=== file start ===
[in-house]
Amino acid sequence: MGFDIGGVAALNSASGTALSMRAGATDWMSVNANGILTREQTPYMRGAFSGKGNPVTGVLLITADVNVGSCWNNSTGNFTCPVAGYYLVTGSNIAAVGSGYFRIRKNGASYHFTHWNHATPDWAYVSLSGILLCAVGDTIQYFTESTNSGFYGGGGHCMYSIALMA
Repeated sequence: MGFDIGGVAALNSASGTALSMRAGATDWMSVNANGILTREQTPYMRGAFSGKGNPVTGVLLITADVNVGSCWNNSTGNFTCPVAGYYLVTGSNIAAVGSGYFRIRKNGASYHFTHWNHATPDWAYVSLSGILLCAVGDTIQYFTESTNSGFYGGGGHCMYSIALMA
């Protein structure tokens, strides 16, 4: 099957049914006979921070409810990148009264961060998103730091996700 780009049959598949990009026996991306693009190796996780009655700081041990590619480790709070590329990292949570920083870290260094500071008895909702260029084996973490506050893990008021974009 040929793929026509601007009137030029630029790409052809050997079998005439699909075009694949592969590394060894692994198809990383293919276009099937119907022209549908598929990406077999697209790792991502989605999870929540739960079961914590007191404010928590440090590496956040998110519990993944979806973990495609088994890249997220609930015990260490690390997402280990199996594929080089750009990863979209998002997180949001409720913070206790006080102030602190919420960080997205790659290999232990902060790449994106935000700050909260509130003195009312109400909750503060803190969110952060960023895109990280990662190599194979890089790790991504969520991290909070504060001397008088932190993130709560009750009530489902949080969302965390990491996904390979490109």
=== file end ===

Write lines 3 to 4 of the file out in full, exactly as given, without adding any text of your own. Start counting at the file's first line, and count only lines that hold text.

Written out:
Repeated sequence: MGFDIGGVAALNSASGTALSMRAGATDWMSVNANGILTREQTPYMRGAFSGKGNPVTGVLLITADVNVGSCWNNSTGNFTCPVAGYYLVTGSNIAAVGSGYFRIRKNGASYHFTHWNHATPDWAYVSLSGILLCAVGDTIQYFTESTNSGFYGGGGHCMYSIALMA
């Protein structure tokens, strides 16, 4: 099957049914006979921070409810990148009264961060998103730091996700 780009049959598949990009026996991306693009190796996780009655700081041990590619480790709070590329990292949570920083870290260094500071008895909702260029084996973490506050893990008021974009 040929793929026509601007009137030029630029790409052809050997079998005439699909075009694949592969590394060894692994198809990383293919276009099937119907022209549908598929990406077999697209790792991502989605999870929540739960079961914590007191404010928590440090590496956040998110519990993944979806973990495609088994890249997220609930015990260490690390997402280990199996594929080089750009990863979209998002997180949001409720913070206790006080102030602190919420960080997205790659290999232990902060790449994106935000700050909260509130003195009312109400909750503060803190969110952060960023895109990280990662190599194979890089790790991504969520991290909070504060001397008088932190993130709560009750009530489902949080969302965390990491996904390979490109």